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Re: Altivec in baseline for ppc64?

crowd-funded eco-conscious hardware: https://www.crowdsupply.com/eoma68

On Sun, Jul 18, 2021 at 4:17 AM Jeffrey Walton <noloader@gmail.com> wrote:

> I never really took notice that IBM captured the projects. But with
> your lens it sounds about right.
> ("Captured", as in regulatory capture as seen in the US. Regulatory
> capture is where private industry gets so cozy with government and
> regulators that industry writes their own rules and gov is just an
> extension of a few dominant players).

please do forgive my frustration at this particular strategic mistake:
i don't believe IBM intended for this to happen, it's more that there
simply wasn't anyone else around at the time to say "if you do
make this innocent-looking decision because it improves performance
for the *currently* only-existing hardware for the past 10 years - yours -
it's going to have consequences".

> Forgive my ignorance... Once traces of companies like NXP and IBM are
> removed, and Altivec is removed, what is left?

what has now been termed the "Scalar Fixed Point Compliancy Subset"
and the "Scalar Floating Point Compliancy Subset".  120 and 200
instructions or so, respectively.  they're in the v3.0C spec (1st few
pages) https://ftp.libre-soc.org/PowerISA_public.v3.0C.pdf and Henriok
and i updated the wikipedia page on Power ISA recently.

> Are some pieces of the ISA going to be (re)used?

yes, the entire scalar floating-point subset.  HOWEVER...
unnnforrrtunately, again: the assumption was "you'll always
have VSX", and as you're no doubt aware, FP <-> INT
conversion in Power ISA *used* to have move instructions
between FP and INT... but with VSX *assuming even integers
can be done in SIMD registers* those scalar FP<->INT MV
instructions were REMOVED somewhere around v2.06

so... we have to put in an RFP to put them back in, and at
the same time we intend to take the opportunity to propose
adding different *types* of conversion (java, javascript),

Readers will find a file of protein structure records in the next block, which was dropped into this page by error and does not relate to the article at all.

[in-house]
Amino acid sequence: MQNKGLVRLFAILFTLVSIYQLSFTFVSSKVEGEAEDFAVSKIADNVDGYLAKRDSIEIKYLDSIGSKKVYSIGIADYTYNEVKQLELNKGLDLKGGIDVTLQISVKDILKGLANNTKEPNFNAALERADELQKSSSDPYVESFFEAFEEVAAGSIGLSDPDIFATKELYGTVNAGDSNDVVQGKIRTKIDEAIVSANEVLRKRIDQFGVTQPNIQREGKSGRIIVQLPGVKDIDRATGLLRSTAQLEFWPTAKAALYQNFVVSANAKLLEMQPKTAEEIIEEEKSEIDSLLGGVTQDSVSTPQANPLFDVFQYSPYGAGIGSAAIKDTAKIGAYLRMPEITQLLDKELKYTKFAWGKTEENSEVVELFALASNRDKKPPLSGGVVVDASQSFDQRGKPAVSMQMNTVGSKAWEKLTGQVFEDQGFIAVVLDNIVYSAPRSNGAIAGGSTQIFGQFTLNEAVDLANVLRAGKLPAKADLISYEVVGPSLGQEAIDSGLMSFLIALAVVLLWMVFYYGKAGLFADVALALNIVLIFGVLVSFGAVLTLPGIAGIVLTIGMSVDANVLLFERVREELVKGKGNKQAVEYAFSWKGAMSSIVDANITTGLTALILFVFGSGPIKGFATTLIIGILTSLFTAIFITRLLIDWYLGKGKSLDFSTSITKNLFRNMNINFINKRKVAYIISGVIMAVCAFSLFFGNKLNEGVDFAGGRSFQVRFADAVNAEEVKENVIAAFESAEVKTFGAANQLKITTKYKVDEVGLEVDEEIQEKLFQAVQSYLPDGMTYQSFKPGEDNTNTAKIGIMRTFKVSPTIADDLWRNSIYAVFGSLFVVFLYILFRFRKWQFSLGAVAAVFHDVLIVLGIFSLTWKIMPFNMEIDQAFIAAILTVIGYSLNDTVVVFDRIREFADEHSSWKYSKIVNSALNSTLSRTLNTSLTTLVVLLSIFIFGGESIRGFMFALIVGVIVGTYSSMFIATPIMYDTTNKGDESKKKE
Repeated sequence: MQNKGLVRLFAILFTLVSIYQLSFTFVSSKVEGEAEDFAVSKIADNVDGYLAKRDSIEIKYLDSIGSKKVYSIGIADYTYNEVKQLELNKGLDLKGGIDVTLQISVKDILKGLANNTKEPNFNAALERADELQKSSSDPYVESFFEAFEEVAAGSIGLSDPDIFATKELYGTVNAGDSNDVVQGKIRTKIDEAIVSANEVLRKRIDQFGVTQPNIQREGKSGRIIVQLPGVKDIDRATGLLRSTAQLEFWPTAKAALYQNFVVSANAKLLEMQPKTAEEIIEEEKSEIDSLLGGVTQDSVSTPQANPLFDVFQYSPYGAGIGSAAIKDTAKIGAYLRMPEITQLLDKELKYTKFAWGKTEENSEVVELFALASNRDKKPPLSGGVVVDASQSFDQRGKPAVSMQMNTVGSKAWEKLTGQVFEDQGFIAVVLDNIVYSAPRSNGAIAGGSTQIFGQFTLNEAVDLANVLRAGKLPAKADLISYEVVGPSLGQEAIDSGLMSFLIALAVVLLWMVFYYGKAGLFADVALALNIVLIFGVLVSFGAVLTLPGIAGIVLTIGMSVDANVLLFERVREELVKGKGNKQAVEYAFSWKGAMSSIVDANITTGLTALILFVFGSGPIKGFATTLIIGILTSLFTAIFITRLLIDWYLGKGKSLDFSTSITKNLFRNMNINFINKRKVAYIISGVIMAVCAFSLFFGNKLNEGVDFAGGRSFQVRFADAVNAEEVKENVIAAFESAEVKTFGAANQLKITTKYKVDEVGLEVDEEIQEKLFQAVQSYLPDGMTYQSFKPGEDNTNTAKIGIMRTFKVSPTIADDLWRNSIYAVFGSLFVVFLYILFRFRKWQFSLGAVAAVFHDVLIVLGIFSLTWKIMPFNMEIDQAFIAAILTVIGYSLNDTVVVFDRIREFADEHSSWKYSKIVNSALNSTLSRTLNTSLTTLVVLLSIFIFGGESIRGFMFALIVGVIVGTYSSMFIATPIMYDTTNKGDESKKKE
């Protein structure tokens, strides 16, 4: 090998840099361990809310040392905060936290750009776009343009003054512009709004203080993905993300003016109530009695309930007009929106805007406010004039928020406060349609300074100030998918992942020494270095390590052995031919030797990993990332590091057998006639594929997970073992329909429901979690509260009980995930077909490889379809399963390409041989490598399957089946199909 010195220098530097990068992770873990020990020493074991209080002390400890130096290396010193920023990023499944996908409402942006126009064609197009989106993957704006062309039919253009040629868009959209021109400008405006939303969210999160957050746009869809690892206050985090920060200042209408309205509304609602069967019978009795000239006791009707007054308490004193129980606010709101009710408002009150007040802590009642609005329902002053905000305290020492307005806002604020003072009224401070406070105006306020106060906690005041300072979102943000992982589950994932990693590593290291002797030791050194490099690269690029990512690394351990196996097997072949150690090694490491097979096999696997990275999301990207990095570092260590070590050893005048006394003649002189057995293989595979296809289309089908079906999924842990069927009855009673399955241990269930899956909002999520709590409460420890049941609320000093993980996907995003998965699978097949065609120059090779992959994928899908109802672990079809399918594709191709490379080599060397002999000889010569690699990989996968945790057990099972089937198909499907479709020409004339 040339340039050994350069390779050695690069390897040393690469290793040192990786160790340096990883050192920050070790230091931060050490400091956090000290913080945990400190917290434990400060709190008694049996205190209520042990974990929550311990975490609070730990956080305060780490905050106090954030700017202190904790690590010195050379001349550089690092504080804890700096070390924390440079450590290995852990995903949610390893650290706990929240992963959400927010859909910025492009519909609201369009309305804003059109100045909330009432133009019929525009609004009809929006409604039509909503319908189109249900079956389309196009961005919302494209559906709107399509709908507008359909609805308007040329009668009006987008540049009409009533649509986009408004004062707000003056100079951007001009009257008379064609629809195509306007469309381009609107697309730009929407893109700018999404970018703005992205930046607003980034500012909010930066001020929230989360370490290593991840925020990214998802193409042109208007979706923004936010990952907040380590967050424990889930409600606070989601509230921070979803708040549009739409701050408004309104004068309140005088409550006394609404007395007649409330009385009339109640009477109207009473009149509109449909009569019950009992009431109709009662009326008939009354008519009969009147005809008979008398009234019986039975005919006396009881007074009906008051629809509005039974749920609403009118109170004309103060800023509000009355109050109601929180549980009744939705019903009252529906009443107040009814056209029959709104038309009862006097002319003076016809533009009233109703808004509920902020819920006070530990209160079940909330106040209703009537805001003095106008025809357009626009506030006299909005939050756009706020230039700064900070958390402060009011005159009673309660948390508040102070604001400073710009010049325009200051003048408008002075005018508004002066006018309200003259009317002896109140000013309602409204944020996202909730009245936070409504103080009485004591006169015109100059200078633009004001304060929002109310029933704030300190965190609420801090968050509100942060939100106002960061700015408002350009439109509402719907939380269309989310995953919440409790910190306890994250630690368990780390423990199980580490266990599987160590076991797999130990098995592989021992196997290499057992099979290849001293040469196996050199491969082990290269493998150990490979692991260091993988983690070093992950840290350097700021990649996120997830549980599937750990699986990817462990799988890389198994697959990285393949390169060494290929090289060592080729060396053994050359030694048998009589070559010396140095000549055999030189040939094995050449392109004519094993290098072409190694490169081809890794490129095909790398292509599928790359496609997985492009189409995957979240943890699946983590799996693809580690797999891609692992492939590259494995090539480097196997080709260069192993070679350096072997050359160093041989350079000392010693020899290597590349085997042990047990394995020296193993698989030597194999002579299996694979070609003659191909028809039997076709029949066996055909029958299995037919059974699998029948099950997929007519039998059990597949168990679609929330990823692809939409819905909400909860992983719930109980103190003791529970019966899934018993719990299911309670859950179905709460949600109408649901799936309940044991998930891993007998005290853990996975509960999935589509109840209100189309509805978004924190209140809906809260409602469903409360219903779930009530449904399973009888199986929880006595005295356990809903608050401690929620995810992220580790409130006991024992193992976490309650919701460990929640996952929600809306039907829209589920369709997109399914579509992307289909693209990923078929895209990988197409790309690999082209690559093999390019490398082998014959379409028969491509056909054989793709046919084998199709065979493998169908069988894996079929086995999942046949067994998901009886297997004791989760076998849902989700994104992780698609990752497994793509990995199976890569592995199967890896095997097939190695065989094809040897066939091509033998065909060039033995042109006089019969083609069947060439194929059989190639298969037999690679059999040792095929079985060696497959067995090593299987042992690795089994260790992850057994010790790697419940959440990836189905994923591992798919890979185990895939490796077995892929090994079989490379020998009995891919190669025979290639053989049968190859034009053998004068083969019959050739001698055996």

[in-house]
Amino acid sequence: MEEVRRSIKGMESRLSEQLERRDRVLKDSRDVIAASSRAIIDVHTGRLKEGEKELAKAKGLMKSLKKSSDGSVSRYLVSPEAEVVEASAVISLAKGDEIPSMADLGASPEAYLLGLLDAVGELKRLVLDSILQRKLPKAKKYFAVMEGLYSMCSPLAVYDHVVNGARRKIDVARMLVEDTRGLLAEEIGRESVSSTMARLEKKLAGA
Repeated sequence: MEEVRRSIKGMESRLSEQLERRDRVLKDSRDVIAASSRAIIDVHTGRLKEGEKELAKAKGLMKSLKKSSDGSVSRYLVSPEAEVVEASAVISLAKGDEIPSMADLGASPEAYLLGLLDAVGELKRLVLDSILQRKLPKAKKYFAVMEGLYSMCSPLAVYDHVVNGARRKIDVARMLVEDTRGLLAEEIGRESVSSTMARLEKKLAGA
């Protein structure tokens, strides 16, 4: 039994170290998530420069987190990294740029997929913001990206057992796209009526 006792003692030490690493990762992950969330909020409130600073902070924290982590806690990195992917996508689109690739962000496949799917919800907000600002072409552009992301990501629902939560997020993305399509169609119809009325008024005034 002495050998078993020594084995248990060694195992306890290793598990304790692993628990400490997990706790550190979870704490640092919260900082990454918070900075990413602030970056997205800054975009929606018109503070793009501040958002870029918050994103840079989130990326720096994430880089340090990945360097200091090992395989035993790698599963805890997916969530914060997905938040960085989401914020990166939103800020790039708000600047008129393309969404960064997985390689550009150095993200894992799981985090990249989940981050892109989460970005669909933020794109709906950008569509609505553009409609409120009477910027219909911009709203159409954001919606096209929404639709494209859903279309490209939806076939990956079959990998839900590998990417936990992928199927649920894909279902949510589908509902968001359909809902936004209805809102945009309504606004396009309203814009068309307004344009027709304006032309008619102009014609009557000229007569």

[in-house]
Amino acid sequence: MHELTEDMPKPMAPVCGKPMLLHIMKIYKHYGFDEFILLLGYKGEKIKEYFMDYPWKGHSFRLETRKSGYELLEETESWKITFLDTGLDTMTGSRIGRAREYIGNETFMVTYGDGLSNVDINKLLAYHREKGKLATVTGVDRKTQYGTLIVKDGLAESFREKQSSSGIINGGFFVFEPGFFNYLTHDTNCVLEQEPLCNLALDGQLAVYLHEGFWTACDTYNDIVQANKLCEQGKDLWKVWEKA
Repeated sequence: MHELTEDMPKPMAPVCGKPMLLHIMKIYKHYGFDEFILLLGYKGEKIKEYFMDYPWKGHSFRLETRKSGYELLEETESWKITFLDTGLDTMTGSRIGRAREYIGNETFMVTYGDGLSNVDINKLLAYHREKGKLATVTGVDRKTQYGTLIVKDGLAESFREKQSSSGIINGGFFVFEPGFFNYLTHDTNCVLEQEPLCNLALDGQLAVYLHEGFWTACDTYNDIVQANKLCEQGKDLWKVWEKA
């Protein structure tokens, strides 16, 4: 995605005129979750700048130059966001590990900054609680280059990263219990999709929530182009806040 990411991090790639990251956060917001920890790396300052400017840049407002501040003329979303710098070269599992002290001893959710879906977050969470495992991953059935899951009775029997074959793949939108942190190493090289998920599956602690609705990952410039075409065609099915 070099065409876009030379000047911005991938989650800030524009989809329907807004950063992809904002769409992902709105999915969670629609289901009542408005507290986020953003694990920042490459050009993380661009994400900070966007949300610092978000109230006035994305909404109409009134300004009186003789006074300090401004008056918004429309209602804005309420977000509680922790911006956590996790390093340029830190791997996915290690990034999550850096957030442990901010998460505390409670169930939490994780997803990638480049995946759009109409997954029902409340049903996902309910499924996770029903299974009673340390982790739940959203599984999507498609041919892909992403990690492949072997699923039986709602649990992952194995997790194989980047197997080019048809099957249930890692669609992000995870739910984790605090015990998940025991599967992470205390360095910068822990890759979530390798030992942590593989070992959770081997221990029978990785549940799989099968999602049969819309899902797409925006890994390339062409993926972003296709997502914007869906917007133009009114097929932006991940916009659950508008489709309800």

as well as "FP Load Immediate" using BF16 as the constant


> Or is the ISA being built from scratch?

hell no, that would be insane, you're no doubt aware how long
it took OpenRISC 1200 to fully mature.

in a nutshell, we're taking the scalar parts of the Power ISA, and
creating a "REP-like" repeater (with Vector context).  this multiplies
the base 200-ish instructions by between 1,000 and 8,000 to give
a total number of intrinsics somewhere well north of a quarter of
a million "options".  if you then bring in 3D Swizzle and other
advanced features that becomes several million.

all *WITHOUT* actually adding one single explicit Vector instruction
(as is normally done for Vector ISAs).

> Is it even PowerPC anymore?

yes - just very advanced.  or... more like: revival of 30+ year old
concepts and strapping JATO rockets to them.

> Is it just a RISC machine?

that's up to hardware micro-architects.  i'm designing Power ISA

> (PowerPC scatter/gather is quite lame, even in the latest ISA 3.0B, so
> I'm not sure there's much good stuff to reuse).

SVP64 is... comprehensive. https://libre-soc.org/openpower/sv/

but, bear in mind: SVP64 is micro-architecturally agnostic.  even an
Embedded system could implement some levels of it and get reduced
program size and reduced power consumption, rather than leverage
it for high performance.

> Anyway, I'm excited to see a SIMD alternative that could become
> mainstream.

Cray-style Vectors are seriously misunderstood. i cannot begin to
express how badly the entire computing industry has f***** up by
ignoring them. AVX-512 is a wake-up call: ARM SVE is a half-way
step in the right direction.

even the wikipedia page explicitly stated (until last month),
"Cray vectors are only good for numbercrunching and SIMD by
comparison is superior in every way" which is just... blatantly
and demonstrably false even with a basic hand-drawn timing diagram
explained here:

> I really look forward to the new hardware making it to
> market.



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